Author Rick Bragg 001

Discovering an author who writes well of things you like to read can be like Christmas was when you were a kid. I was in a doctor's office with time to kill and had not brought along something good to read, a mistake on my part. So, I picked up an old copy of “Southern Living" magazine near at hand and began leafing through it.

Don't misunderstand me; “Southern Living” is a fine, well-crafted magazine. The cover photography often features a dessert that looks as if angels had made it. Also, as I don't plan on moving to a sun-drenched beach house on the Georgia Riviera any time soon and will be needing help with my decor, I don't often peruse “Southern Living.” On this occasion, however, I did, and am glad I did so, for on the very last page, right next to the back inside cover, was a column entitled "Southern Journal" by a fellow named Rick Bragg.

I read the column then discretely tore it out (shame on me!) and took the page with me when I left. Back home, I looked through a pile of magazines which I suspected might harbor a few old copies of “Southern Living."Lucky me: I found four copies and each contained one of Bragg's essays on some aspect of the South. I read them and then went online to find out more about the writer.

Born in 1959, Bragg grew up in the unincorporated community of Possum Trot near Jacksonville, in northeastern Alabama, and took a degree from Jacksonville State University. He was awarded a Pulitzer Prize for Feature Writing in 1996 for his writings in The New York Times, and won the James Beard Award for his writings on food and travel.

Bragg has authored eight non-fiction books. I have now read his 2015 collection of columns, “My Southern Journey: True Stories from the Heart of the South." I devoured the book in two days and wished it was longer; the book was that good.

Next, I got my hands on Bragg’s “The Best Cook in the World: Tales from My Momma’s Southern Table,”published in 2018 by Vintage Books. It is a thick 536 pages. Besides the main text, it has family photos and recipes. I am about halfway through it; I’ll have it completed by the time you read this column.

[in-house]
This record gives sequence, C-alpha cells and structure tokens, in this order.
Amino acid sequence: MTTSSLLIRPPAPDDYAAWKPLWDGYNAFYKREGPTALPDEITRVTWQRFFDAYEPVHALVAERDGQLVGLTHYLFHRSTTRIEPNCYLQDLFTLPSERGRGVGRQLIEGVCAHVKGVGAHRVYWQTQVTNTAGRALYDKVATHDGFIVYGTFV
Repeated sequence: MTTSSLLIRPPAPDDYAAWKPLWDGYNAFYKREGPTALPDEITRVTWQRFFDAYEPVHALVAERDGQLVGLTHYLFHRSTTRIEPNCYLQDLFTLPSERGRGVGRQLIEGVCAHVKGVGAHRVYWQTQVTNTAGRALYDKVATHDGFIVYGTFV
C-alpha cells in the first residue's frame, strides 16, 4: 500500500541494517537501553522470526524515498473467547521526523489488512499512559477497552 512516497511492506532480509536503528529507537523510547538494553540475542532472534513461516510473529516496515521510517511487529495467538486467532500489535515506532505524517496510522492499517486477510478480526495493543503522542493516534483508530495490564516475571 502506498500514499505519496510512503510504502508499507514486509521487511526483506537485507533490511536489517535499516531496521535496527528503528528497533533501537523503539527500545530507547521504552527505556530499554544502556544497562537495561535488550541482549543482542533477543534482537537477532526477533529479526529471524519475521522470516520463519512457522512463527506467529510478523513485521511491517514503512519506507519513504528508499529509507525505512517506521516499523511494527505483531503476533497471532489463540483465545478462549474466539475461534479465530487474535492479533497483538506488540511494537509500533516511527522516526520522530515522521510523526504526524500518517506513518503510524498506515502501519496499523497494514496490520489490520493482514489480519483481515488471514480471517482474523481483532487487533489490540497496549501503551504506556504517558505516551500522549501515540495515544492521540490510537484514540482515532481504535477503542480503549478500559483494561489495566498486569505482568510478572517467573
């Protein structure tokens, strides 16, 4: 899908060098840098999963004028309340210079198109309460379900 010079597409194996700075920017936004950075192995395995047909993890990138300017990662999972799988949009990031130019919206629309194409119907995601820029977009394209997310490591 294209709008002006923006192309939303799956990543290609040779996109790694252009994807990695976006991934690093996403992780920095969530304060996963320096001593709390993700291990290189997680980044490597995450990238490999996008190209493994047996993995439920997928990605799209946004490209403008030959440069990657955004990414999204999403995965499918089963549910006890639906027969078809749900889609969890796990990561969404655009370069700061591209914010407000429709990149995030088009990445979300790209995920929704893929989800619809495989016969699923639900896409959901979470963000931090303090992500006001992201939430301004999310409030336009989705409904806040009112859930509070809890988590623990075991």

Bragg’s writing is as refreshing as a slab of ice-cold watermelon on a sticky-hot August afternoon. His writing reads as good as his mother’s food probably tastes, and that’s saying a lot.

As Bragg explains, “These recipes and stories come, one by one, from the beautiful, haunted landscape itself, from inside the lunchboxes of men who worked deep in the earth and out in the searing sun, from homemade houseboats in the middle channels of slow rivers, or in the dark, high places as we chased the beautiful sound of our dogs through the hills and pines. They come from feasts and damn near famine, from funerals and other celebrations, and a thousand tales that meandered to no place in particular, and some I will never forget as long as I live. I tried to write them as they were lived, tried to write them richly, because we believe that a dull people will rarely cook rich food, and sure will not appreciate it when it is laid before them.”

The book contains recipes and instructions for what some may label “blue collar” foods like meatloaf, cracklin’ cornbread, collard greens, baked sweet potatoes, pineapple upside-down cake, blackberry cobbler, macaroni and cheese, pecan pie and so forth. You get the idea. I have worked up an appetite just typing this paragraph.

Bragg continues about “The Best Cook in the World" “I guess you would call it [the book] a food memoir, but it is really just a cookbook, told the way we tell everything, with a certain amount of meandering. Even the recipes themselves will meander, a little bit, because a recipe is a story like anything else.”

Someone - obviously an intelligent, sensitive and discerning individual - once observed that if you ask a Southerner a question, he or she will answer you with a story. And that, my friends, is reason enough to be proud of who we are, especially when our stories are about our people, our food, our speech and our culture.

“In a South that no longer seems to remember its heart,” writes Bragg, “our food may be the best part left. It is the opposite of the bloody past, the doomed ideals and our still-divisive, modern-day culture. It is a thing that binds us more than it shoves us apart, from each other and the rest of the world.”

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Our Iredell County Public Library has several of Bragg’s books and can get any of his titles through the Cardinal System. Also, the books may be bought through the usual online companies.

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